How long did the Montgomery bus boycott last?
The boycott of public buses by blacks in Montgomery, Alabama began on the day of Rosa Parks' court hearing, and lasted 381 days. Rosa Parks was an African American woman, who refused to yield her seat to a white man on a Montgomery bus. With the arrest of Parks, the President of the local chapter of the National Association for the Advancement of Colored People (NAACP), E.D. Nixon acted; he was a leader in starting a bus boycott to fight the city’s segregated bus policy.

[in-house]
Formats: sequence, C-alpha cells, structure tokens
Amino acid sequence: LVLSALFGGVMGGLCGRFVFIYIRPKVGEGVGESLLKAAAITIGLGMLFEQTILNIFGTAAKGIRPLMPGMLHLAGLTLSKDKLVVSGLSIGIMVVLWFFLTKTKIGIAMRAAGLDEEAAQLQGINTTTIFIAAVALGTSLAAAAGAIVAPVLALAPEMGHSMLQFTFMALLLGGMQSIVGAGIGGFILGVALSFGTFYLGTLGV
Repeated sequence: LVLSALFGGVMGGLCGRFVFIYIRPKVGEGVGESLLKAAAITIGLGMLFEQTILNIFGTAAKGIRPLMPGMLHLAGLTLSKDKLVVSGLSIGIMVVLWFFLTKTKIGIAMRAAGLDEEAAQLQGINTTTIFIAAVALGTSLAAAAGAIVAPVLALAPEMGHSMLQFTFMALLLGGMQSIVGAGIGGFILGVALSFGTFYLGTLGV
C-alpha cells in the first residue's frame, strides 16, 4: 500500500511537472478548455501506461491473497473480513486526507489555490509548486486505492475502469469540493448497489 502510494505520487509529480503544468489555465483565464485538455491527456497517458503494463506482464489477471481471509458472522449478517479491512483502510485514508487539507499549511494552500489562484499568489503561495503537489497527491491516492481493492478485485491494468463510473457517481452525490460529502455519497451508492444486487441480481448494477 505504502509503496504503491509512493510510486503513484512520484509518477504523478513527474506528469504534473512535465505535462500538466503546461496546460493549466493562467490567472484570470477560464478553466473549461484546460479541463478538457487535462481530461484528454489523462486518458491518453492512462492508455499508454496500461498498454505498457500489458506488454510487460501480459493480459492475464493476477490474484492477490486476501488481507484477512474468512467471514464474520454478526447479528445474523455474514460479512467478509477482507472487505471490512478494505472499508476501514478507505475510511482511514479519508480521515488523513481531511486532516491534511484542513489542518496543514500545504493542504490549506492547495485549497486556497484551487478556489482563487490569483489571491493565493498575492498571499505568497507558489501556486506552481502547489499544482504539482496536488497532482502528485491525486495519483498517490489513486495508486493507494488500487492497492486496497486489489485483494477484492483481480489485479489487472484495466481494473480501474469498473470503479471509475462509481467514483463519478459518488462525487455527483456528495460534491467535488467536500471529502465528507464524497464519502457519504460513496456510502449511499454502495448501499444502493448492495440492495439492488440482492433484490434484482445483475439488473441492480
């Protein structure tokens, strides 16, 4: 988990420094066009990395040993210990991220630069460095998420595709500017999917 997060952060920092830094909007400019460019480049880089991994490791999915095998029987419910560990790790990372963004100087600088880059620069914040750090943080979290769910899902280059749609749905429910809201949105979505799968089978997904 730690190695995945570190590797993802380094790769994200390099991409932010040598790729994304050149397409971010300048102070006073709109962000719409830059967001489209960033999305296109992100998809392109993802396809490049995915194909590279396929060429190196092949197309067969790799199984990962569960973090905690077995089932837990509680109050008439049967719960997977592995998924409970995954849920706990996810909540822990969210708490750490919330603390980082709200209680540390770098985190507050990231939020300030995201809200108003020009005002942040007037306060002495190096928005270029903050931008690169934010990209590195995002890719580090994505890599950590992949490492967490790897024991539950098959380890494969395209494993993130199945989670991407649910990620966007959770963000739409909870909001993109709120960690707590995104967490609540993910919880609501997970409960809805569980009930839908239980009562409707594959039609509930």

This might be interesting: Boycott supporters challenged the legality of bus segregation in court. Their case, Browder v. Gayle, was eventually heard by the U.S. Supreme Court which ruled on November 13, 1956, in favor of the plaintiffs. The boycott ended on December 20, 1956, 381 days after it had begun. The buses in Montgomery were subsequently integrated. But, in the aftermath of the court victory, there was great violence. It took time to end the violence.